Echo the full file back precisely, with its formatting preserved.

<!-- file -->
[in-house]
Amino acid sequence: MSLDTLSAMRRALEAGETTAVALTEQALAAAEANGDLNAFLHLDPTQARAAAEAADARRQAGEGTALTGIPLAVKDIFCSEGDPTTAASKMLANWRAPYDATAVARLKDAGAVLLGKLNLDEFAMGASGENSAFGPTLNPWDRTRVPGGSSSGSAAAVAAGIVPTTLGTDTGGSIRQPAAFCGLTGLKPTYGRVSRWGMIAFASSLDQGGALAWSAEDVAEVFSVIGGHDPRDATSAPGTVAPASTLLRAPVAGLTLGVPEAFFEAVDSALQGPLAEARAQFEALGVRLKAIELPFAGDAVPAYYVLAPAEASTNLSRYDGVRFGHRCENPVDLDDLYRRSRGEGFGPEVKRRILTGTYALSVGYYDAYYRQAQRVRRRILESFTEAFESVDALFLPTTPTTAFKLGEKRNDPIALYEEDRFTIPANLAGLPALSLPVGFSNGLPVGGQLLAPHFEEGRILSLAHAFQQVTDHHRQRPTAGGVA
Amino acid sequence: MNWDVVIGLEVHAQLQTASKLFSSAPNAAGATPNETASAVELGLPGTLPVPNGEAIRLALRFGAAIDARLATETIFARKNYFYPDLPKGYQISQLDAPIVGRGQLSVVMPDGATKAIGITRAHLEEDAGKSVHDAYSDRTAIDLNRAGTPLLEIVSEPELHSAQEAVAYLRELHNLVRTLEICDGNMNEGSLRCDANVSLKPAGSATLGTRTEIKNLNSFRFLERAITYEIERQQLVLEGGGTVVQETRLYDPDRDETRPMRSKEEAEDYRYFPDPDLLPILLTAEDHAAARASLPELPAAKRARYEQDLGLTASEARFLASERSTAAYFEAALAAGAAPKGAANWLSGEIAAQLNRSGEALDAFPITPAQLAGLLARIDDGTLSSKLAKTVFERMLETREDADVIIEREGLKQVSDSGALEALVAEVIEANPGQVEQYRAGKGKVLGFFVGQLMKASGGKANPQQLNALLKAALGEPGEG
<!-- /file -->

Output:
[in-house]
Amino acid sequence: MSLDTLSAMRRALEAGETTAVALTEQALAAAEANGDLNAFLHLDPTQARAAAEAADARRQAGEGTALTGIPLAVKDIFCSEGDPTTAASKMLANWRAPYDATAVARLKDAGAVLLGKLNLDEFAMGASGENSAFGPTLNPWDRTRVPGGSSSGSAAAVAAGIVPTTLGTDTGGSIRQPAAFCGLTGLKPTYGRVSRWGMIAFASSLDQGGALAWSAEDVAEVFSVIGGHDPRDATSAPGTVAPASTLLRAPVAGLTLGVPEAFFEAVDSALQGPLAEARAQFEALGVRLKAIELPFAGDAVPAYYVLAPAEASTNLSRYDGVRFGHRCENPVDLDDLYRRSRGEGFGPEVKRRILTGTYALSVGYYDAYYRQAQRVRRRILESFTEAFESVDALFLPTTPTTAFKLGEKRNDPIALYEEDRFTIPANLAGLPALSLPVGFSNGLPVGGQLLAPHFEEGRILSLAHAFQQVTDHHRQRPTAGGVA
Amino acid sequence: MNWDVVIGLEVHAQLQTASKLFSSAPNAAGATPNETASAVELGLPGTLPVPNGEAIRLALRFGAAIDARLATETIFARKNYFYPDLPKGYQISQLDAPIVGRGQLSVVMPDGATKAIGITRAHLEEDAGKSVHDAYSDRTAIDLNRAGTPLLEIVSEPELHSAQEAVAYLRELHNLVRTLEICDGNMNEGSLRCDANVSLKPAGSATLGTRTEIKNLNSFRFLERAITYEIERQQLVLEGGGTVVQETRLYDPDRDETRPMRSKEEAEDYRYFPDPDLLPILLTAEDHAAARASLPELPAAKRARYEQDLGLTASEARFLASERSTAAYFEAALAAGAAPKGAANWLSGEIAAQLNRSGEALDAFPITPAQLAGLLARIDDGTLSSKLAKTVFERMLETREDADVIIEREGLKQVSDSGALEALVAEVIEANPGQVEQYRAGKGKVLGFFVGQLMKASGGKANPQQLNALLKAALGEPGEG